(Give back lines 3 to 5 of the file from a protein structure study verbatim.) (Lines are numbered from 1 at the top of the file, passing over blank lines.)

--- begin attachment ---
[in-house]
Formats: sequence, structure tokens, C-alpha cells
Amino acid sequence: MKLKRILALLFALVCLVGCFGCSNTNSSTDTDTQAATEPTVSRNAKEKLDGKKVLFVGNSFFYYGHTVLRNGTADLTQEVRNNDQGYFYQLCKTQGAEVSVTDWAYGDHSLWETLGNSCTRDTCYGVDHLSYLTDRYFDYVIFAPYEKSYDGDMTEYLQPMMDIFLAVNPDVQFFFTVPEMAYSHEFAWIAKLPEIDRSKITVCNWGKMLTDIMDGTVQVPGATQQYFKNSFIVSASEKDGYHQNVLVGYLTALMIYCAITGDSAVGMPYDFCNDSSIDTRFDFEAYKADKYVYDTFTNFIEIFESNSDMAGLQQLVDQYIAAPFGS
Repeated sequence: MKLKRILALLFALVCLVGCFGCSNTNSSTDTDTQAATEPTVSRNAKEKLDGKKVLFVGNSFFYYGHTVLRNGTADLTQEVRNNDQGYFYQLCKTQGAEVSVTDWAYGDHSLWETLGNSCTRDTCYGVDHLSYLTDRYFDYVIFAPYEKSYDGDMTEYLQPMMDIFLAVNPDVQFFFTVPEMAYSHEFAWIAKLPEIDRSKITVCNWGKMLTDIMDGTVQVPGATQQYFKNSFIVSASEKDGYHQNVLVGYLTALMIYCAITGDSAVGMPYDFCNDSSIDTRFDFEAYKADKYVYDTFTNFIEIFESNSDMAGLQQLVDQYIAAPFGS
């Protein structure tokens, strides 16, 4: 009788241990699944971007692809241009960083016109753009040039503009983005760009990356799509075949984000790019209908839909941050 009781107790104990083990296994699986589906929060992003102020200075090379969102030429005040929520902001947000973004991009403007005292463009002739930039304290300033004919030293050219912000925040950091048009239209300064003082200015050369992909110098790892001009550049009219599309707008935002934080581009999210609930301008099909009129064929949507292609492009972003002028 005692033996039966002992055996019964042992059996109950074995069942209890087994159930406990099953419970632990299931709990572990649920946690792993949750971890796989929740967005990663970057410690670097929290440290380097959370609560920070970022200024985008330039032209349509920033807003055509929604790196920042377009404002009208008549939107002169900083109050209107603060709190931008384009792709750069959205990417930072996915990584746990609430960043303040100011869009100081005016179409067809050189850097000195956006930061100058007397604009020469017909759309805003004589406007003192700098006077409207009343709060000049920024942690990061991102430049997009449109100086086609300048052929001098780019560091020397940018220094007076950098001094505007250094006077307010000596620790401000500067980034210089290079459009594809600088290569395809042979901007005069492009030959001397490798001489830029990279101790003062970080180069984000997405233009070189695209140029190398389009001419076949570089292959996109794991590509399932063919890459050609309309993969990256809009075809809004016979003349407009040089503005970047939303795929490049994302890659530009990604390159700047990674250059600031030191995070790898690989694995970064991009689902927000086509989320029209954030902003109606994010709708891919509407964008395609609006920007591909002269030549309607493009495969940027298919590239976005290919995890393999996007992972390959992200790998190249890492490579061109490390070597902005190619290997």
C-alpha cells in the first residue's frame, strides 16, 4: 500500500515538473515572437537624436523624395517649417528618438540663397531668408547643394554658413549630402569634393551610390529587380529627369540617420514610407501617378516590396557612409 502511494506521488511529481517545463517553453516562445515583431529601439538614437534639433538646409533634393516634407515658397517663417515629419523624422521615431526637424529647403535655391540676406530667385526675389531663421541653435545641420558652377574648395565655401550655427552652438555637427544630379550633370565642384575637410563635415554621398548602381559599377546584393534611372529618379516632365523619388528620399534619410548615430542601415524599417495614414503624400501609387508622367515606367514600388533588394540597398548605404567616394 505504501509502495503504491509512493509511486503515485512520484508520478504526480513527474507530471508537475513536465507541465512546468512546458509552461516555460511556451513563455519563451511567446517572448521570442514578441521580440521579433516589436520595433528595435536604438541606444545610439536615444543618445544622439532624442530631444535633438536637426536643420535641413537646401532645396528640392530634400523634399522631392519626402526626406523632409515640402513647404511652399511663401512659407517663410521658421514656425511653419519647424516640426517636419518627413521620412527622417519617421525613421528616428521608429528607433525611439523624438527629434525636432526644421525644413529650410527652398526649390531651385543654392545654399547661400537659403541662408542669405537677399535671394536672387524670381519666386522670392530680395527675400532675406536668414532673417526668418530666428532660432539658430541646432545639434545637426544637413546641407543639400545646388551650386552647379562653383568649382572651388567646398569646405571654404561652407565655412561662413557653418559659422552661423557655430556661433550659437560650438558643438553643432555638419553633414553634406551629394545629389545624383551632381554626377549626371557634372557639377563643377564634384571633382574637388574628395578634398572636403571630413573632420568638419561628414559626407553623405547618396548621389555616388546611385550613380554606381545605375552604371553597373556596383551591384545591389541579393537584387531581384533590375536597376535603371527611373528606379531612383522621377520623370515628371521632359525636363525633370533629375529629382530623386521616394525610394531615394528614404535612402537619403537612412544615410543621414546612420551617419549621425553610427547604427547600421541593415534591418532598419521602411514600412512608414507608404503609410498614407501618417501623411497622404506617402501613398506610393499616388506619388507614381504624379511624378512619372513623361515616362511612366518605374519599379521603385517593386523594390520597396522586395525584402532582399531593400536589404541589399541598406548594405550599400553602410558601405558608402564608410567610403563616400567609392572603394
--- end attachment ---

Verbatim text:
Amino acid sequence: MKLKRILALLFALVCLVGCFGCSNTNSSTDTDTQAATEPTVSRNAKEKLDGKKVLFVGNSFFYYGHTVLRNGTADLTQEVRNNDQGYFYQLCKTQGAEVSVTDWAYGDHSLWETLGNSCTRDTCYGVDHLSYLTDRYFDYVIFAPYEKSYDGDMTEYLQPMMDIFLAVNPDVQFFFTVPEMAYSHEFAWIAKLPEIDRSKITVCNWGKMLTDIMDGTVQVPGATQQYFKNSFIVSASEKDGYHQNVLVGYLTALMIYCAITGDSAVGMPYDFCNDSSIDTRFDFEAYKADKYVYDTFTNFIEIFESNSDMAGLQQLVDQYIAAPFGS
Repeated sequence: MKLKRILALLFALVCLVGCFGCSNTNSSTDTDTQAATEPTVSRNAKEKLDGKKVLFVGNSFFYYGHTVLRNGTADLTQEVRNNDQGYFYQLCKTQGAEVSVTDWAYGDHSLWETLGNSCTRDTCYGVDHLSYLTDRYFDYVIFAPYEKSYDGDMTEYLQPMMDIFLAVNPDVQFFFTVPEMAYSHEFAWIAKLPEIDRSKITVCNWGKMLTDIMDGTVQVPGATQQYFKNSFIVSASEKDGYHQNVLVGYLTALMIYCAITGDSAVGMPYDFCNDSSIDTRFDFEAYKADKYVYDTFTNFIEIFESNSDMAGLQQLVDQYIAAPFGS
């Protein structure tokens, strides 16, 4: 009788241990699944971007692809241009960083016109753009040039503009983005760009990356799509075949984000790019209908839909941050 009781107790104990083990296994699986589906929060992003102020200075090379969102030429005040929520902001947000973004991009403007005292463009002739930039304290300033004919030293050219912000925040950091048009239209300064003082200015050369992909110098790892001009550049009219599309707008935002934080581009999210609930301008099909009129064929949507292609492009972003002028 005692033996039966002992055996019964042992059996109950074995069942209890087994159930406990099953419970632990299931709990572990649920946690792993949750971890796989929740967005990663970057410690670097929290440290380097959370609560920070970022200024985008330039032209349509920033807003055509929604790196920042377009404002009208008549939107002169900083109050209107603060709190931008384009792709750069959205990417930072996915990584746990609430960043303040100011869009100081005016179409067809050189850097000195956006930061100058007397604009020469017909759309805003004589406007003192700098006077409207009343709060000049920024942690990061991102430049997009449109100086086609300048052929001098780019560091020397940018220094007076950098001094505007250094006077307010000596620790401000500067980034210089290079459009594809600088290569395809042979901007005069492009030959001397490798001489830029990279101790003062970080180069984000997405233009070189695209140029190398389009001419076949570089292959996109794991590509399932063919890459050609309309993969990256809009075809809004016979003349407009040089503005970047939303795929490049994302890659530009990604390159700047990674250059600031030191995070790898690989694995970064991009689902927000086509989320029209954030902003109606994010709708891919509407964008395609609006920007591909002269030549309607493009495969940027298919590239976005290919995890393999996007992972390959992200790998190249890492490579061109490390070597902005190619290997």